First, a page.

They were right to be concerned. In their Mecca of tribe and clan, they were supreme. Obeisance was given to the various gods and spirits known as jinn (the kindred English word is “genie”), but one’s tribe was more consequential than any god. At the time, there was a nascent sense of monotheism, though not much more developed than a vague notion that there was one god more powerful than the others. But the Quraysh of Mecca were not prepared to embrace him alone, because that would have upended the status quo. In their world, the tribe, not any god, determined social standing and marriage, and it was up to the tribe and the clan to avenge wrongs committed by others. Tribal authority was absolute—until Muhammad announced that it was not.
The core message was simple: there is one God, one messenger, and a choice. The God is Allah, who is the same as the God of Abraham, the God of the Hebrew prophets, the God of Jesus, and the God of the Christians. The messenger is Muhammad, a man like any other until he was chosen to convey God’s word in Arabic. And the choice is to surrender to God’s will and to the truth of Muhammad’s recitations and thus be saved for eternity.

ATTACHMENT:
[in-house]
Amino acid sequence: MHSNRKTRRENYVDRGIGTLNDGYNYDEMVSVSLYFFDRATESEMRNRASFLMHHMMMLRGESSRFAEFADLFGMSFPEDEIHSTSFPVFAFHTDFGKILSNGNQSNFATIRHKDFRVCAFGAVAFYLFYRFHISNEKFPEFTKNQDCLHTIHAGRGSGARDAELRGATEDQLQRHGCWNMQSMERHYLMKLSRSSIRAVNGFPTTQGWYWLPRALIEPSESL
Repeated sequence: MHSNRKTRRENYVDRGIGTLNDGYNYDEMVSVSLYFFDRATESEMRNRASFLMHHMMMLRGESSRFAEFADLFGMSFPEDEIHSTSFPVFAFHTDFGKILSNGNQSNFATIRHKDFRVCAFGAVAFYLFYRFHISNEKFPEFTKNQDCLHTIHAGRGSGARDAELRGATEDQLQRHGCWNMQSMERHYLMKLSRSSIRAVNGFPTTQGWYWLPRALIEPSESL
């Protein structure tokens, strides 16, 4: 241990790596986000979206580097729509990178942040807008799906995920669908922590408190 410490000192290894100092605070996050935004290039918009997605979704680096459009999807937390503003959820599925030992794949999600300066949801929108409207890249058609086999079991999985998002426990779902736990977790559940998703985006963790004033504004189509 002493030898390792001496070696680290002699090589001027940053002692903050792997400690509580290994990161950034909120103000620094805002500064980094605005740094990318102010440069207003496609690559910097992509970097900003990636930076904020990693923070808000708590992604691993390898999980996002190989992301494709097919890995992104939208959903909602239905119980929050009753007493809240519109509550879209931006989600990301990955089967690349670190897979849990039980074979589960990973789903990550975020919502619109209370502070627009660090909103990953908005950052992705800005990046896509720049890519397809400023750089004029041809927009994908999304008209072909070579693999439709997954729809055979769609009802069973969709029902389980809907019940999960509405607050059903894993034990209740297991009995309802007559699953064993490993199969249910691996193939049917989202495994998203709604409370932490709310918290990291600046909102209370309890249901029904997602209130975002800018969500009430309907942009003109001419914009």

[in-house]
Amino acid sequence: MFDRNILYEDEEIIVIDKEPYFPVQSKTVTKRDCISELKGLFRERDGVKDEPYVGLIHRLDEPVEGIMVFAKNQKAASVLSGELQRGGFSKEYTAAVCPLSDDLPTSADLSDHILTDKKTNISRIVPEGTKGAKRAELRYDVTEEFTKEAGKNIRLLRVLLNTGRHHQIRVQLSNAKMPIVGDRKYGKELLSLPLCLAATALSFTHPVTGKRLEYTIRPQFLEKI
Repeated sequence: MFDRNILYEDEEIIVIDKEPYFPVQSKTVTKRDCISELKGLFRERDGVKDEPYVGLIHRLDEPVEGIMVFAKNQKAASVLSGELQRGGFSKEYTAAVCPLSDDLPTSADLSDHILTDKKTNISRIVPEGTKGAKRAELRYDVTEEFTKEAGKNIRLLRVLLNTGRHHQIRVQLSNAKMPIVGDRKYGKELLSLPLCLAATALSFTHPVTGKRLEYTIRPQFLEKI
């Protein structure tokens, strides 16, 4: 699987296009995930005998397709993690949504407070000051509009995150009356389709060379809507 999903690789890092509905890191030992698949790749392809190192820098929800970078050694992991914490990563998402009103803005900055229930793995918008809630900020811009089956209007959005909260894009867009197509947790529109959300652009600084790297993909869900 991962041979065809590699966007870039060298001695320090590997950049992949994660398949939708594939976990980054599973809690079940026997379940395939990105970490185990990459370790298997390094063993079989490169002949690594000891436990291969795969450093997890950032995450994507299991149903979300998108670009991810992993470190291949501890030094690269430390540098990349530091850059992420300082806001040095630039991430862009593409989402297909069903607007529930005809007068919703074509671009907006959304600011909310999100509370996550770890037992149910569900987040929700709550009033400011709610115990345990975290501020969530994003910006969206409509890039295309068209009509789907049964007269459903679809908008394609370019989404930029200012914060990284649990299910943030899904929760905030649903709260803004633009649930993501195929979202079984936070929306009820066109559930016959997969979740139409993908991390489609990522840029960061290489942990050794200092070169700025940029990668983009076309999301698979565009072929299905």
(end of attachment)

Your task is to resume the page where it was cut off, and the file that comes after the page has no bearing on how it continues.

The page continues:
The initial revelations emphasized the extent of God’s power and the degree of human powerlessness in the face of it. Later assembled in the Quran, these verses paint a vivid picture of a world destined to end in a final judgment; only those who embrace the message conveyed by Muhammad will be blessed. Because the revelations unfolded over the course of many years, it took some time before they congealed into a coherent belief system. Within a decade, however, Muhammad began to challenge the system of the Quraysh directly.
The most prominent symbol of that confrontation involved the so-called Satanic Verses, which were an earlier version of a portion of the Quran that seemed to allow for the dual worship of Allah on the one hand and of three of the gods of the Quraysh: al-Lat, al-Uzza, and Manat. The Satanic Verses may have been an attempt to strike a compromise with the increasingly hostile Quraysh, but the Quraysh were not placated. Instructed by the archangel Gabriel, Muhammad recanted the verses. He claimed that they had been a trick of the devil and issued an unequivocal condemnation of al-Lat, al-Uzza, and Manat. They were not gods, he declared, only mere names.